The last time Bill Wakefield wanted to give away frozen turkeys to people in need, he hired a refrigerated truck to bring them to the parking lot of his store on Quintard Avenue.
On Saturday, he brought them in the back of a pickup.
“Just feel those things,” he said. “They aren’t thawing out. We won’t have them long enough for that.”
Wakefield and about two dozen volunteers for Victory Headquarters Christian Center in Anniston gathered in the parking lot of the Wakefield's clothing store on Quintard to begin distributing the makings of 200 Thanksgiving dinners — each consisting of a frozen turkey, a loaf of bread and a can of green beans — to people around the city who are having trouble making ends meet.
It’s a charity effort born out of the pandemic. In April, after laying off some of his employees during the pandemic shutdown, Wakefield bought 150 turkeys and other Easter dinner fixings, set aside some for his furloughed workers and gave the rest to Victory Headquarters to distribute to others who were struggling through the COVID-caused economic downturn.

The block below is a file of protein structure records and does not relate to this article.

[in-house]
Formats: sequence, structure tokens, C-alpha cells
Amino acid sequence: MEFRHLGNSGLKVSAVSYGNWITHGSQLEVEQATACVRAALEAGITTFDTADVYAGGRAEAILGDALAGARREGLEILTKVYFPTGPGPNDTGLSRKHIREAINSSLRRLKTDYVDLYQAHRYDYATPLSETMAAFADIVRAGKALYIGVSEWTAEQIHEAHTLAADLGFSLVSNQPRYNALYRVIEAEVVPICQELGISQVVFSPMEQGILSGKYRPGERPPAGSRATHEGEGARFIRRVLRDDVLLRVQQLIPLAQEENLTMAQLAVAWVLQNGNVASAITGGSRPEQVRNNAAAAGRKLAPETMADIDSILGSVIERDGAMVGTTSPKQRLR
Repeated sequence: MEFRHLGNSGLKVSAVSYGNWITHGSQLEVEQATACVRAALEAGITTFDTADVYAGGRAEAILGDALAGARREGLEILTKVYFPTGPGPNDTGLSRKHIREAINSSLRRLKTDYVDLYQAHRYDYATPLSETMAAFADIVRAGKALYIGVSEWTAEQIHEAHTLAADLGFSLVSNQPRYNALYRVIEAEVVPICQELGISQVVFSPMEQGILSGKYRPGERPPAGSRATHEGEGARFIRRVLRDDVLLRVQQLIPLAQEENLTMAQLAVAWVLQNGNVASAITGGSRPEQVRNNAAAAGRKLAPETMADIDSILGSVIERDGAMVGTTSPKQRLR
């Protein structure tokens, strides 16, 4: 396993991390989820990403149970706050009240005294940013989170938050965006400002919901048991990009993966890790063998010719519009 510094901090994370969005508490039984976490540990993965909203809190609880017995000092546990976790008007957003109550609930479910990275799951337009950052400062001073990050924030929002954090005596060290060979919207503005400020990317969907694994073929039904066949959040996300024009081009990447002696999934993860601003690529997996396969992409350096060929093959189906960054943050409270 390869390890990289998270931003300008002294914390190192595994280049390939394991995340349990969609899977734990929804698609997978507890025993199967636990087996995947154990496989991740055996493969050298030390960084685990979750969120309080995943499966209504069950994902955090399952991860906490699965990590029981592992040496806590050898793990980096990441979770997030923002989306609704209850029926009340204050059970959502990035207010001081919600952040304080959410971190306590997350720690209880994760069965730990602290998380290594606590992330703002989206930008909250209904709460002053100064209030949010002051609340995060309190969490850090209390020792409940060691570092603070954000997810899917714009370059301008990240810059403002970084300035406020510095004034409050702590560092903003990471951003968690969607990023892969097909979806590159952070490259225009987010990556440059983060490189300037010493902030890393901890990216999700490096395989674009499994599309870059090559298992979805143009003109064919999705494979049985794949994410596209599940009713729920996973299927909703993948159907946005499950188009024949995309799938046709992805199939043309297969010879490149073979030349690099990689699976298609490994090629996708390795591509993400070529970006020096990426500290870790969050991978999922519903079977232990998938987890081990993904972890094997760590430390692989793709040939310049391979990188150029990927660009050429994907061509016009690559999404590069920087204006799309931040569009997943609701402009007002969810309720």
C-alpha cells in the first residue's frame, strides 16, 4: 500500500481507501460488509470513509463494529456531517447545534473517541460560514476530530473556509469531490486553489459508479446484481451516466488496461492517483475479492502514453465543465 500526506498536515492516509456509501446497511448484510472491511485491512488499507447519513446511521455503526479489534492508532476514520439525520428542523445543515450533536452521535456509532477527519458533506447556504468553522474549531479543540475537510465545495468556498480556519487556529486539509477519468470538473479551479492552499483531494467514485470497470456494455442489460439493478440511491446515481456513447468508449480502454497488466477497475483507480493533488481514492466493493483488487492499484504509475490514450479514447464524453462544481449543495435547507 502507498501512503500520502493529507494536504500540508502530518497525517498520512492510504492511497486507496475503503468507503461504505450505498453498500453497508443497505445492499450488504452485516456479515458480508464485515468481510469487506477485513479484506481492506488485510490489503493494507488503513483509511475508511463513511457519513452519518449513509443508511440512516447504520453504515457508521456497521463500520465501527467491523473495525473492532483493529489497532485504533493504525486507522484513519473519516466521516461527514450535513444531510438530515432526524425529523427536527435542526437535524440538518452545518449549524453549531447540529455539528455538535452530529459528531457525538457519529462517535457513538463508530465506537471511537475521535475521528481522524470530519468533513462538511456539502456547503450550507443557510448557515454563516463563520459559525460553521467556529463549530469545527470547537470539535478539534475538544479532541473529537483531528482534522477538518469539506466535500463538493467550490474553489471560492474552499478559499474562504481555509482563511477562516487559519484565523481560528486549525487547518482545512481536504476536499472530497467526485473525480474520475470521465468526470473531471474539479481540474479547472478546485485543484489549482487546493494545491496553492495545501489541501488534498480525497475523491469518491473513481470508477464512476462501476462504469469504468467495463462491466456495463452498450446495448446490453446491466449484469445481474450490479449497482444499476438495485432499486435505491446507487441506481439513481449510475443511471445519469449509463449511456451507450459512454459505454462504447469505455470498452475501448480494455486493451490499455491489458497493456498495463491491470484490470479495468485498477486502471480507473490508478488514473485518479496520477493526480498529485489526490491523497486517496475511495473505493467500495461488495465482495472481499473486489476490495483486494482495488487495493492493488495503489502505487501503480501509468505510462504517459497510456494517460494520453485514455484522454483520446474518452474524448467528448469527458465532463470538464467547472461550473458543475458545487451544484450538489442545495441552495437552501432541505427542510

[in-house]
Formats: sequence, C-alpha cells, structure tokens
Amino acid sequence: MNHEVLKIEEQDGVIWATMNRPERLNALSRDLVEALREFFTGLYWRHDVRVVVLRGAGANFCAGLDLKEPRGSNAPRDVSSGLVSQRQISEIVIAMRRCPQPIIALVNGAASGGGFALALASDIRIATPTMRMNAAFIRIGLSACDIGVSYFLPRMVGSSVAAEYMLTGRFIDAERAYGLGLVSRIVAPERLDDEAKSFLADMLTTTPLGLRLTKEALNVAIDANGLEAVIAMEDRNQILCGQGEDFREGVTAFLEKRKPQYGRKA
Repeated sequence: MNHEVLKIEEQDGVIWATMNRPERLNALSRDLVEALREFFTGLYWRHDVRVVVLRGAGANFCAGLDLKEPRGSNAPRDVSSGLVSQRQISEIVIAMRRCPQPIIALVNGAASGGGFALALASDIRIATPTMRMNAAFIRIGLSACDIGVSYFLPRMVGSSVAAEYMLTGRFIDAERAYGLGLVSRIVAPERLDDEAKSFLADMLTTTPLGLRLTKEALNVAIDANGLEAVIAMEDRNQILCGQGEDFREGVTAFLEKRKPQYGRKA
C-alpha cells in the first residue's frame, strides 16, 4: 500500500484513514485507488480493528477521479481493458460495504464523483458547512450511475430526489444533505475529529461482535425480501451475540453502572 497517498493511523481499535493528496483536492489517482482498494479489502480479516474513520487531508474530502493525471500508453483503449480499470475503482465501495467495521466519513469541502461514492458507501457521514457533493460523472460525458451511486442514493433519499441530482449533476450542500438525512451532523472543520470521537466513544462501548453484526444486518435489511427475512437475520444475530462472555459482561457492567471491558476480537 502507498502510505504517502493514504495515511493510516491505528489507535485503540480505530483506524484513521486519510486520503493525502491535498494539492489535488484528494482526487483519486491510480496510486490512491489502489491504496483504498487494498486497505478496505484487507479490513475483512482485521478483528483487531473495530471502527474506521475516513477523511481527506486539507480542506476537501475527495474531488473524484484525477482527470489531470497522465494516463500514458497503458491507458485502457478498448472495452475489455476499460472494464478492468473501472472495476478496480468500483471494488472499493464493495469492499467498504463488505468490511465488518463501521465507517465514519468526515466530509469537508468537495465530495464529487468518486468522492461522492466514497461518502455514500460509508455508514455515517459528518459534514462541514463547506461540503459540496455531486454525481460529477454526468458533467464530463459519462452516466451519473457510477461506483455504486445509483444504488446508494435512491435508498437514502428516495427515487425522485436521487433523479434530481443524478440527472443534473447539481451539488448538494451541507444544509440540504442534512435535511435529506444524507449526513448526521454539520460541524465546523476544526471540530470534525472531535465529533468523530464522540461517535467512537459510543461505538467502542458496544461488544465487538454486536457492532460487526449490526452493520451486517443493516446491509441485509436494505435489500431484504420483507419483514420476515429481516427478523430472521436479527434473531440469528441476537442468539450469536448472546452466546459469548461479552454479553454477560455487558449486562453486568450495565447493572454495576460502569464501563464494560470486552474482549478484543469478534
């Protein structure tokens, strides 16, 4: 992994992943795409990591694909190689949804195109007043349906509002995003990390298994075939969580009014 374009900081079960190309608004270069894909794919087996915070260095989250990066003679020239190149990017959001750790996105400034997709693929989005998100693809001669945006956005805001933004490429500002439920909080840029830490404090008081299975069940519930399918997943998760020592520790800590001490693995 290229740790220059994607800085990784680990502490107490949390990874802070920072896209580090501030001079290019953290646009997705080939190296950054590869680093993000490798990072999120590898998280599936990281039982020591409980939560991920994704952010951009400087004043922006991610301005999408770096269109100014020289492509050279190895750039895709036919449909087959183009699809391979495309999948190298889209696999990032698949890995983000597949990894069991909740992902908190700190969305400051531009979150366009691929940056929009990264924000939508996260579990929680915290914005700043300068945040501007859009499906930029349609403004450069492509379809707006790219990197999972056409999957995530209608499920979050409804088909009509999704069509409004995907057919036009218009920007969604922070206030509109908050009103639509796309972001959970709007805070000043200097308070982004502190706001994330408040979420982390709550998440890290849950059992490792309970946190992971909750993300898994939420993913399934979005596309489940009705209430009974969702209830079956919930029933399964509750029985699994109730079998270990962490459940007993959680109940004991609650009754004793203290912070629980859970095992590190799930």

Seven months later, coronavirus is spreading faster than it ever has, according to numbers from the Alabama Department of Public Health — but some things have gotten better. Unemployment dropped below the double digits months ago. Wakefield says sales at his store have recovered.
Things that were awkward for the crowd of volunteers in April — like wearing masks and avoiding handshakes — are now second nature. Victory’s pastor, Charles Gregory, said volunteers will go to the city’s public housing communities to distribute the meals.
“We’re trying to go to some areas where people might not be able to get out to get it,” Gregory said. “Want we’re going to prearrange with some of them to come to the church and get it.”
Gregory and Wakefield said volunteers would distribute “a word and a bird” — the “word” being Psalm 107:1. “O give thanks unto the Lord for He is good,” the verse reads. “For His mercy endureth forever.”
In April, Gregory and the volunteers invited people to a virtual Easter service via Facebook. Today, Victory Headquarters is again holding church in person, in addition to Facebook Live events.
So far, Gregory said, finding the room for social distancing at those services hasn’t been a problem.
“We never have a really large crowd, because most of our people now follow us online,” Gregory said.